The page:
George Orwell’s novel Nineteen Eighty-Four was published 70 years ago, on 8 June 1949. Together with his political allegory Animal Farm published in 1945, Nineteen Eighty-Four brought Orwell worldwide fame. As I hope you know, Nineteen Eighty-Four describes a dystopian future occurring in 1984 (now 35 years in our past) in which a totalitarian government imposes repressive regimentation on all persons and behaviors through prescriptive laws, propaganda, manipulation of history, and omnipresent surveillance. Fortunately for us, the real year 1984 fared much better. However, Orwell’s vision of the future, as expressed in this novel, still may be a timely and cautionary tale of a future yet to come.
You’ll find an interesting collection of quotations attributed to George Orwell on the AZ Quotes website here:
You can read Nineteen Eighty-Four chapter-by-chapter online on The Complete Works of George Orwell website at the following link, which also contains other Orwell novels.
You also can read Nineteen Eighty-Four as one file on the Project Gutenberg Australia website at the following link:
Here, it’s easy to search the whole novel for key words and phrases, like “Though Police,” “Big Brother,” “Ministry of Truth,” “thoughtcrime,” “crimethink,” and “face crime,” and see how they are used in context.
Orwell was right about the concept that an entire population can be kept under constant surveillance. However, he probably didn’t appreciate the commercial value of such surveillance and that people voluntarily would surrender so much information into an insecure (online) environment, thereby making it easy for agents to legally or illicitly collect and process the information they want. Today, it’s hard to know if Big Brother is the government or anonymous aggregations of commercial firms seeking to derive value from your data and influence your behavior.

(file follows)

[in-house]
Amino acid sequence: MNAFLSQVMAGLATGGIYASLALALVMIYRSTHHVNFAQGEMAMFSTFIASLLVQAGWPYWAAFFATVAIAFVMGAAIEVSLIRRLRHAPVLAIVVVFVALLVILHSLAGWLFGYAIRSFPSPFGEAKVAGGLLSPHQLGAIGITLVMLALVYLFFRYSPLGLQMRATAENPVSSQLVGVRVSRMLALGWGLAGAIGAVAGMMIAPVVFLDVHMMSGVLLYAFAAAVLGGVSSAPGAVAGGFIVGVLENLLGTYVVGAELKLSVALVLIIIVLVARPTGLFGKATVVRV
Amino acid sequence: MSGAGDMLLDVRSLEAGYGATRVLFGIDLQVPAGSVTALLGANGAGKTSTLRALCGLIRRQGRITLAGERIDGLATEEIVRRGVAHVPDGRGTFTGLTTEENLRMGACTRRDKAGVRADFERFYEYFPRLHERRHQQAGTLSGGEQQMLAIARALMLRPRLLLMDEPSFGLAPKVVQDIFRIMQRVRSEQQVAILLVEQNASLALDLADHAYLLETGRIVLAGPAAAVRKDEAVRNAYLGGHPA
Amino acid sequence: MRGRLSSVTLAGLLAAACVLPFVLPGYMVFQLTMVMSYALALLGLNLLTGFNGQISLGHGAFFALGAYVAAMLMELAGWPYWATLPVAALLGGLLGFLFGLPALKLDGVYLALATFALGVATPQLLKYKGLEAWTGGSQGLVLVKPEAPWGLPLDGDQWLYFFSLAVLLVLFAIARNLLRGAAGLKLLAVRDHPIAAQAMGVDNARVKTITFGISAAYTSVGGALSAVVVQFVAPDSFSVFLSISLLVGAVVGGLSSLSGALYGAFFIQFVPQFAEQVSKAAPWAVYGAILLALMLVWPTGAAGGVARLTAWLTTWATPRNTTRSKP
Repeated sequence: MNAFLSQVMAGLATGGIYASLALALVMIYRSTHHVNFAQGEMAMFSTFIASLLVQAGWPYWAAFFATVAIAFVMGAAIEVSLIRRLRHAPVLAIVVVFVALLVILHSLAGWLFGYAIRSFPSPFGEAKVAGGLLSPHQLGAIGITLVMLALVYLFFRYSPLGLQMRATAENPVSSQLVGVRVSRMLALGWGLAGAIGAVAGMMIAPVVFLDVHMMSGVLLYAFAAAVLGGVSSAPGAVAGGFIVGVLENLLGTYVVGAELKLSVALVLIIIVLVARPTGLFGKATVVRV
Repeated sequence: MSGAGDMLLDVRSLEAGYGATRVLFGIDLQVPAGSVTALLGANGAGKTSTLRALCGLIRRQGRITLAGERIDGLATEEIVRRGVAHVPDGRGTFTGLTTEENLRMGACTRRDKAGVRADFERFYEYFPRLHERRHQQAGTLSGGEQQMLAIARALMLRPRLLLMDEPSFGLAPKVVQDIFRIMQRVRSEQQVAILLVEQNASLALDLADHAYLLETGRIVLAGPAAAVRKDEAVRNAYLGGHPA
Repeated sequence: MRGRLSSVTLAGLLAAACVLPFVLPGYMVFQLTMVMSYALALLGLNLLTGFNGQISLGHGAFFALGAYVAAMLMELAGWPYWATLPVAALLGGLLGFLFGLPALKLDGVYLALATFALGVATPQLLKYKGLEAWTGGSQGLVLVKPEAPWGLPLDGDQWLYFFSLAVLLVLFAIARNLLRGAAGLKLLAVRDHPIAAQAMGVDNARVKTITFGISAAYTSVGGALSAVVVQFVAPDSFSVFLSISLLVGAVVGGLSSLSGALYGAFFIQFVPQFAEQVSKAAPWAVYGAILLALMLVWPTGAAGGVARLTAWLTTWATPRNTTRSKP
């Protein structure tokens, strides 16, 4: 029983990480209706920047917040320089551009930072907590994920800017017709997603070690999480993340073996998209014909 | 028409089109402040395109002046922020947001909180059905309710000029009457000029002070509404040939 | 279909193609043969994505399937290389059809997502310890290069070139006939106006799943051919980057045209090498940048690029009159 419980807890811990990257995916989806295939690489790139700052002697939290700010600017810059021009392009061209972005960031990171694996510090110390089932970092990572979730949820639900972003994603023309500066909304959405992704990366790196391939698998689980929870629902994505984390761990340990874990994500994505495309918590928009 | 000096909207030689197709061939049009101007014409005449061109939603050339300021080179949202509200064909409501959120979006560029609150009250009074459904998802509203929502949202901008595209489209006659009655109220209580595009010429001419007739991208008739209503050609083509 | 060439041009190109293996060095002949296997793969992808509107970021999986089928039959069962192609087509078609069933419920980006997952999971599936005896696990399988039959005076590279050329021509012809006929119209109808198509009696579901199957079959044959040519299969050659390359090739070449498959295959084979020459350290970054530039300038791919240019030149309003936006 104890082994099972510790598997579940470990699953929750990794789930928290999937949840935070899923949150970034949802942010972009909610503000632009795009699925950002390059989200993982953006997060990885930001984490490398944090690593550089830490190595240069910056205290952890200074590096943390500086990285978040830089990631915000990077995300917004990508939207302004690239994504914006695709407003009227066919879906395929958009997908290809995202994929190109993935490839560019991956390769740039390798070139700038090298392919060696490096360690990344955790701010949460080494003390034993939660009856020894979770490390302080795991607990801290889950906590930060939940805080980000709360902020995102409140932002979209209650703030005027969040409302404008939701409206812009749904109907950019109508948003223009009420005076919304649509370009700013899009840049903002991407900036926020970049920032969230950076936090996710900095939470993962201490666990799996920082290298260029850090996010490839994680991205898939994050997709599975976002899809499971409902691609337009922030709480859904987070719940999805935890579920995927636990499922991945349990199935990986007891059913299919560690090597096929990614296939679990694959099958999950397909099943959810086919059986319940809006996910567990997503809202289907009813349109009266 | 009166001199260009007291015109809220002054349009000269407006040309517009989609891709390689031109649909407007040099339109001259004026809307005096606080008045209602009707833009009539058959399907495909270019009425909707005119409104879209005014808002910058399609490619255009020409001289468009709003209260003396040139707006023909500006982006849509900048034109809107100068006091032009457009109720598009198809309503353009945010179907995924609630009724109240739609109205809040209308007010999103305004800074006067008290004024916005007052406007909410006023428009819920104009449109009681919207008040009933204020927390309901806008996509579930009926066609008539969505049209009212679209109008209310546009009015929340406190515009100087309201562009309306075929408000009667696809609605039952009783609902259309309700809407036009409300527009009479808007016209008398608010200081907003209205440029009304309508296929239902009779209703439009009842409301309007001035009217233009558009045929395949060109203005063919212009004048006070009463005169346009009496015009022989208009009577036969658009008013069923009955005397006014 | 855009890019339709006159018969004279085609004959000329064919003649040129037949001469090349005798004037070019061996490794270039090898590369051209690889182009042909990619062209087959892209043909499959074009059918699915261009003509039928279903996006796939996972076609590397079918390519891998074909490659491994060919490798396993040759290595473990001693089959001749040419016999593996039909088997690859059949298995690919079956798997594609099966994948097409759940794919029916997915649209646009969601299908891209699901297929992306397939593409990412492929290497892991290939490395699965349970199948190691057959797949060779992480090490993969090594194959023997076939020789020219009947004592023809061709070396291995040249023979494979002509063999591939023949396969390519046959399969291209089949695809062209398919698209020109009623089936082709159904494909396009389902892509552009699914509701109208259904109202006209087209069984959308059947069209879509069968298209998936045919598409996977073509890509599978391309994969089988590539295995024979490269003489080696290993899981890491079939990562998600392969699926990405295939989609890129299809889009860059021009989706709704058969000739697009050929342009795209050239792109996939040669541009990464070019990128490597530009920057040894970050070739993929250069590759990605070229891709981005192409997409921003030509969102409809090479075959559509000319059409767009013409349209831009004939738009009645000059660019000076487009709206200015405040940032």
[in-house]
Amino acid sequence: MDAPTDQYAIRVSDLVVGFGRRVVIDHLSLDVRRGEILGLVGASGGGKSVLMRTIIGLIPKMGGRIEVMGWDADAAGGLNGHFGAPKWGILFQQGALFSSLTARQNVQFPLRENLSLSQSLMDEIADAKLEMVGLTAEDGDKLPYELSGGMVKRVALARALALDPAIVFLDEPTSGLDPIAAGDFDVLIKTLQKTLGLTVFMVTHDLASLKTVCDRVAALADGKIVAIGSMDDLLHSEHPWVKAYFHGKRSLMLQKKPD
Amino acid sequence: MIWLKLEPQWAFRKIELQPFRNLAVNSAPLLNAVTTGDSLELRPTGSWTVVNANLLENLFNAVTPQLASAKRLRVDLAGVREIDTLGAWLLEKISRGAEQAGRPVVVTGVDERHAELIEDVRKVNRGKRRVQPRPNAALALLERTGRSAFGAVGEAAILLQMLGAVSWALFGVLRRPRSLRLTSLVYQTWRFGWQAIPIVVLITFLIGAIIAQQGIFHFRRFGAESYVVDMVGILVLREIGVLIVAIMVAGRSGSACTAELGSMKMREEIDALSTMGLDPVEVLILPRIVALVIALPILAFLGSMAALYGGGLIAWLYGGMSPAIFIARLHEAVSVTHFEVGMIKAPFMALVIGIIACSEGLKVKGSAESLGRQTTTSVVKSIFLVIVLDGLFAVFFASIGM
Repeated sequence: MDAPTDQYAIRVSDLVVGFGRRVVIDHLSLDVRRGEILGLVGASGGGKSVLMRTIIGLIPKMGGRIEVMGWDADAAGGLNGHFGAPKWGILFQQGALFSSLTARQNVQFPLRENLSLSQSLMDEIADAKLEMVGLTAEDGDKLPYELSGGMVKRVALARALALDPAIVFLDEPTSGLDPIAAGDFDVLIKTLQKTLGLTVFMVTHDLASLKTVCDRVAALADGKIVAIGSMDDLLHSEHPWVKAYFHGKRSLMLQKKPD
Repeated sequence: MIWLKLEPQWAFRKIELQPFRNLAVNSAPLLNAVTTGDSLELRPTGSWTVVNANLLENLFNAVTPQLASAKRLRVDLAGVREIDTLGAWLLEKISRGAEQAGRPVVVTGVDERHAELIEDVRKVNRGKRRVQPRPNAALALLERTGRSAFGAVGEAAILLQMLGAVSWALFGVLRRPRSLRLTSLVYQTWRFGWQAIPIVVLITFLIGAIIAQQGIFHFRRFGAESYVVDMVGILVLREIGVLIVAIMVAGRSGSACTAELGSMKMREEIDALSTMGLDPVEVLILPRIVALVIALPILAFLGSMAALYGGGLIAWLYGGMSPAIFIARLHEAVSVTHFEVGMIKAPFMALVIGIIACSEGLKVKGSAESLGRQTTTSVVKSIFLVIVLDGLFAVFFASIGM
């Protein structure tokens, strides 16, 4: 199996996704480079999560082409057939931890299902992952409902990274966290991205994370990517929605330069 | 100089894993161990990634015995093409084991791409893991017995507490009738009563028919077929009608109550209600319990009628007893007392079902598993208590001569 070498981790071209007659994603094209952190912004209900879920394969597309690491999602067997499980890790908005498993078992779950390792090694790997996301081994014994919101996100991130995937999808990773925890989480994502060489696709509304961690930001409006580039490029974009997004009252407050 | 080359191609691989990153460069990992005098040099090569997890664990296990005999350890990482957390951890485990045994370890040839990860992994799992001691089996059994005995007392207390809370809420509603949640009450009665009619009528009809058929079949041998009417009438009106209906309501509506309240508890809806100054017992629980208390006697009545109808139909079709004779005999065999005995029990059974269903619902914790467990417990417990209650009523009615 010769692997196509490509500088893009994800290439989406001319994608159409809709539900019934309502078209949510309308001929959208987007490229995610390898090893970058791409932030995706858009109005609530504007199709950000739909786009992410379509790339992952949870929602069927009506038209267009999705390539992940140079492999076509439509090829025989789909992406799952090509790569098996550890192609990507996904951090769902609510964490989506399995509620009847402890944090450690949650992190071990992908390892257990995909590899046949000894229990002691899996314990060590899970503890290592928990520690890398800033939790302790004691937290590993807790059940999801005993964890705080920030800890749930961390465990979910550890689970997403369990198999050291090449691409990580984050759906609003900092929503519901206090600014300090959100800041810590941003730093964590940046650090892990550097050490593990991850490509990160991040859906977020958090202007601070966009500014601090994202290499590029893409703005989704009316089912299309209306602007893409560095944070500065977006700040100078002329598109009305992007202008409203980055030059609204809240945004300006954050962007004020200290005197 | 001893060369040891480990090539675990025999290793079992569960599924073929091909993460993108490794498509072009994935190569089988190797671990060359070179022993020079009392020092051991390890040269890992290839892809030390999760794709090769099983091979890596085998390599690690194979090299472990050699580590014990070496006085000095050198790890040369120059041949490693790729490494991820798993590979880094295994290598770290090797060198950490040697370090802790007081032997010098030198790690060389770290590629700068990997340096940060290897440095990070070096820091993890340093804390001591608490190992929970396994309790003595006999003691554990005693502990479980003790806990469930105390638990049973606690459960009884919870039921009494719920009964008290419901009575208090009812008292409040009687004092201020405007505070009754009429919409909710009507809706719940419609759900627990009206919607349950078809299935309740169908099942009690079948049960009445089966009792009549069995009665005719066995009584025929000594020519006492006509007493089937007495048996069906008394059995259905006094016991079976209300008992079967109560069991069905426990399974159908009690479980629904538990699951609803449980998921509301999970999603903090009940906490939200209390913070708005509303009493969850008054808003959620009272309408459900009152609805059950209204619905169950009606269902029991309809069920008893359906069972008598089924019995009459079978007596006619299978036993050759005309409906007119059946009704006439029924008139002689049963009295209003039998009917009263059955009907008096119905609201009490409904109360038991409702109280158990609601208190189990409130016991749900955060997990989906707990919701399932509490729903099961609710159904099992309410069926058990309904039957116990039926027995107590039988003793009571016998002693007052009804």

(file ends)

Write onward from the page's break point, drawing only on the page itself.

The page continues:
With the increasing polarization in our society today, it seems to me that we are entering more precarious times, where our own poorly defined terms, such as “politically correct” and “hate speech,” are becoming tools to stifle alternative views and legitimate dissent.
I remember in the late 1970s when I first read the words “politically correct” in Jim Holman’s local San Diego newspaper, Reader. My first reaction to this poorly defined term was that it will lead to no good. Since then, use of “politically correct” has grown dramatically, as shown in the following Google Ngram. While I agree that political correctness has its place in a polite society, the muddled jargon of political correctness easily can becomes a means to obfuscate a subject under discussion.
In the past two decades, use of the term “hate speech” has become commonplace, as shown in the following Google Ngram. While laws have been written to define and combat actual “hate speech,” this term is easily misused to stifle dissent, even legitimate dissent, by forcefully mischaracterizing one side of a discussion that never was intended to be hateful. Our ability to hold opposing views without being mischaracterized as a “hater” is being eroded in our increasingly polarized society, where self-appointed (and often anonymous) Thought Police are using social media (What an oxymoron!) to punish the perceived offenders. Such “policing” is not centralized, as in Orwell’s novel, but its effects can be very damaging to its victims.
Of course, the word “dissent” has been in common usage for a very long time and is a fundamental right of American citizens.
Seventy years after first being published, Orwell’s novel Nineteen Eighty-Four still stands as a relevant cautionary tale for our own future. I encourage you to read it again, keep an open mind, and piss off the self-declared Thought Police from time to time.